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Proxim and Western create ‘wireless powerhouse’

Merger of equals

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ComputerWire: IT Industry Intelligence

In a rare genuine merger of equals, two Sunnyvale, California-based companies, Proxim Inc and Western Multiplex Corp, are joining forces to create a wireless equipment maker spanning across local and wide area networks -

Patrick O'Brien writes

.

Under the terms of the deal, Western Multiplex will swap 1.8896 of its shares for each share of Proxim. Though this means paying a slight premium, in effect both sets of shareholders will own approximately 50% each of the combined company.

It will retain the Proxim name and the Nasdaq ticker symbol PROX. Western Multiplex's chairman and CEO Jonathan Zakin will head up the company, with Proxim's chairman and CEO David King becoming president and COO. Proxim's CFO Keith Glover will retain his position.

Proxim develops wireless LAN systems on Home RF, 802.11b, and most recently the higher specification 802.11a technology. Western Multiplex is hoping to be able to link Proxim's "last blink" equipment to its own fixed-wireless point-to-point and point-to-multipoint equipment, with the development of its "neighborhood concentrator" to create what Zakin described as a "worldwide infrastructure powerhouse."

In a conference call, King said the merger will enable it to exploit the enterprise and government institution customer list of Western Multiplex, as well as attempt to sell 802.11a products to its service provider customers, which he believes are looking to provide in-building distribution. Wireless operators, he claimed, were all looking to see how 802.11 could complement their services.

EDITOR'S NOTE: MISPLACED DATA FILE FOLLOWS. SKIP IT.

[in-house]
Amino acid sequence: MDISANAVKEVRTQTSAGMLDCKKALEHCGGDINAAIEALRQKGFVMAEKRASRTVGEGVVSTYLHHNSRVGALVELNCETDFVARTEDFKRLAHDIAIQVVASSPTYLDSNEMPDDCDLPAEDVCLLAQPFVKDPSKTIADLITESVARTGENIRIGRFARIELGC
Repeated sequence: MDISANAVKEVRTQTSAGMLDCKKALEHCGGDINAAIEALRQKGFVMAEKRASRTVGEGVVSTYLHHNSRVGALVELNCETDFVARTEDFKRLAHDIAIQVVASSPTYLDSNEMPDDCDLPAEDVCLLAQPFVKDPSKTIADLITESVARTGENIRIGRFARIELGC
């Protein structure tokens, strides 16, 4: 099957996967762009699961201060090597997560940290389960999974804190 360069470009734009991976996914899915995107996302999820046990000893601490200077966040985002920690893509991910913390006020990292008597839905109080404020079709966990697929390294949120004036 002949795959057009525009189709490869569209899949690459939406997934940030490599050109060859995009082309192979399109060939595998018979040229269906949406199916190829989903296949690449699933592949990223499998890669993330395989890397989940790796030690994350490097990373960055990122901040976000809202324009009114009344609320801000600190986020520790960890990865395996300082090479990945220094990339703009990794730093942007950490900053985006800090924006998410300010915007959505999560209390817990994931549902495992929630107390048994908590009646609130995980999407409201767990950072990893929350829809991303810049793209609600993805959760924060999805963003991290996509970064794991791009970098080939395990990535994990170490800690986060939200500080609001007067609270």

Zakin said that the new higher speed 802.11a products, which Proxim claims to have been the first company to ship, "provide an opportunity to play in the low end of the WAN area."

Although it said it was too early to quantify cost savings, the most obvious ones to be made were in facilities and administration. There was no significant overlap of products, and little or no loss of revenue. The deal would be accretive from the third quarter of 2002, the first quarter in which its financials are united.

Both companies struggled in 2001. Despite being in the high growth market wireless LANs, Proxim still managed to crash its revenues down to $16.1m in its most recent September 01 quarter from $33.6m in its December 2000 quarter, diving from the black to the red. Western Multiplex had a similar if slightly less dramatic fall, burning cash to finish the September '01 quarter with only $9.5m left.

However, there is no guarantee that the merger will go ahead, and it should be remembered that both of these companies that are seeking solace in each other have been jilted before.

Almost exactly a year ago, Adaptive Broadband Corp halted a merger with Western Multiplex, blaming weakness in the fixed-wireless market. In March 2001, Proxim and Netopia agreed to call off their merger when their stocks fell sharply after Intel withdrew support for Home RF 2.0 technology, of which Proxim was a major cheerleader.

Another benefit of the merger is that Ripplewood Holdings LLC the majority owner of Western Multiplex will be able to sell its stake with less disruption to the company's share price. In the conference call, Zakin denied that this was a driver behind the deal.

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